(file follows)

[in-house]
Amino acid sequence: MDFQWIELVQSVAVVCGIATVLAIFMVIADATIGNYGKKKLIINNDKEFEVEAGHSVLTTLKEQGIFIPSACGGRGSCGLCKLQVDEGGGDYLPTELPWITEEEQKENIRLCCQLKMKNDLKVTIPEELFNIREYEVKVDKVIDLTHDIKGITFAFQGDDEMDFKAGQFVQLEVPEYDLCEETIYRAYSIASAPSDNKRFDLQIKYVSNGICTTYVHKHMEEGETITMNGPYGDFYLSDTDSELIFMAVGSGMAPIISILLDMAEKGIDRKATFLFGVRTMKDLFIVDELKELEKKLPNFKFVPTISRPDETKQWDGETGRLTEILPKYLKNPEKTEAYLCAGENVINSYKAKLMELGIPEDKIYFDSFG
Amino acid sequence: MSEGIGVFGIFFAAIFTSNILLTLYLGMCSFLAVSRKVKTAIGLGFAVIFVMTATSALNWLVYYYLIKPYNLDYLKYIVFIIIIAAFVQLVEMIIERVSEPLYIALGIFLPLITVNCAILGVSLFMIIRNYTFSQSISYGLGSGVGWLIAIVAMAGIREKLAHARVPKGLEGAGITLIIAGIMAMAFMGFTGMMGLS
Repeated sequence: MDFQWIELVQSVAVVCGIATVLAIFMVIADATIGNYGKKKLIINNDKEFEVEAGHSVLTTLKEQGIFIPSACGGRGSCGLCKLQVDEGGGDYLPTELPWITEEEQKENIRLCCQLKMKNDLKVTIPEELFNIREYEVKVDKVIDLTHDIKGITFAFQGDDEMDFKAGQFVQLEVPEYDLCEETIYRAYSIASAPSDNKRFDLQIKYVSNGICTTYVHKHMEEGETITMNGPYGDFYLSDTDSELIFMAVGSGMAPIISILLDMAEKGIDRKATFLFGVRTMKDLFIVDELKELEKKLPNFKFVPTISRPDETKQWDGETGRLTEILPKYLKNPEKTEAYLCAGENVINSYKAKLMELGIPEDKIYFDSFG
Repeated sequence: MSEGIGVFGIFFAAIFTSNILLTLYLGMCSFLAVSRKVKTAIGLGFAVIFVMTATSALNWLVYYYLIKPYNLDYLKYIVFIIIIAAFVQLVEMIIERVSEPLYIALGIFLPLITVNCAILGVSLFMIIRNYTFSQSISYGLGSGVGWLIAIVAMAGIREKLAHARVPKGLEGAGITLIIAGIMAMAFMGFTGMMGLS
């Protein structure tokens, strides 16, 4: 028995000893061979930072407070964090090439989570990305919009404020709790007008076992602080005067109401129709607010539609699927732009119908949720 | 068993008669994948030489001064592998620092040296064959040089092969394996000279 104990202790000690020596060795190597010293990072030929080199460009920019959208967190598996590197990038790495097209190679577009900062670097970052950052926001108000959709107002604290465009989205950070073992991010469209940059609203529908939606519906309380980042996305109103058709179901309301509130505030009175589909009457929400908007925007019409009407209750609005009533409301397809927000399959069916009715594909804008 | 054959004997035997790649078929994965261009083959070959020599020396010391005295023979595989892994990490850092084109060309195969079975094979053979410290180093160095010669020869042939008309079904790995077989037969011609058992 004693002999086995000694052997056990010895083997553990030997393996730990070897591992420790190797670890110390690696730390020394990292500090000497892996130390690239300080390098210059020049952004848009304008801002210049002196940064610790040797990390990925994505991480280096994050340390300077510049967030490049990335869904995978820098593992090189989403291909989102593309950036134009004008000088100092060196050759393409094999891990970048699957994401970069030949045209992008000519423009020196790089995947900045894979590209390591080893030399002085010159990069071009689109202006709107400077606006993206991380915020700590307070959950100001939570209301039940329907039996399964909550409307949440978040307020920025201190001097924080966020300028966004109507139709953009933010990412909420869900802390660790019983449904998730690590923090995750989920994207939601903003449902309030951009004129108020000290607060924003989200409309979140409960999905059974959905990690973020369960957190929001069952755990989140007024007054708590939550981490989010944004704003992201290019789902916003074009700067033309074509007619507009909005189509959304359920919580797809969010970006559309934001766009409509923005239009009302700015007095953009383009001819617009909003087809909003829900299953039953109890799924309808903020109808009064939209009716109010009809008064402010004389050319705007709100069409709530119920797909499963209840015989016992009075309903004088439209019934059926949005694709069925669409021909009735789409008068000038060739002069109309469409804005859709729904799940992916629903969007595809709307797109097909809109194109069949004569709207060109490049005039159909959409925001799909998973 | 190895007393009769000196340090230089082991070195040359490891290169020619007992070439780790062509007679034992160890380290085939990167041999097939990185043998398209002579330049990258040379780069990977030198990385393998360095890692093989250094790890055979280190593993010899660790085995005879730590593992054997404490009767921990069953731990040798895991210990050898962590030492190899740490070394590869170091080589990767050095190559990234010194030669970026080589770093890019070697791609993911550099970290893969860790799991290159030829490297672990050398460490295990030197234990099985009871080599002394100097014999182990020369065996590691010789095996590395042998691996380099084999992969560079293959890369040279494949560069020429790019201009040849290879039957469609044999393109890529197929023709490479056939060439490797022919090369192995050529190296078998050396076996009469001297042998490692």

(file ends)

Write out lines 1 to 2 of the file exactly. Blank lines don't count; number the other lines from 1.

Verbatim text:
[in-house]
Amino acid sequence: MDFQWIELVQSVAVVCGIATVLAIFMVIADATIGNYGKKKLIINNDKEFEVEAGHSVLTTLKEQGIFIPSACGGRGSCGLCKLQVDEGGGDYLPTELPWITEEEQKENIRLCCQLKMKNDLKVTIPEELFNIREYEVKVDKVIDLTHDIKGITFAFQGDDEMDFKAGQFVQLEVPEYDLCEETIYRAYSIASAPSDNKRFDLQIKYVSNGICTTYVHKHMEEGETITMNGPYGDFYLSDTDSELIFMAVGSGMAPIISILLDMAEKGIDRKATFLFGVRTMKDLFIVDELKELEKKLPNFKFVPTISRPDETKQWDGETGRLTEILPKYLKNPEKTEAYLCAGENVINSYKAKLMELGIPEDKIYFDSFG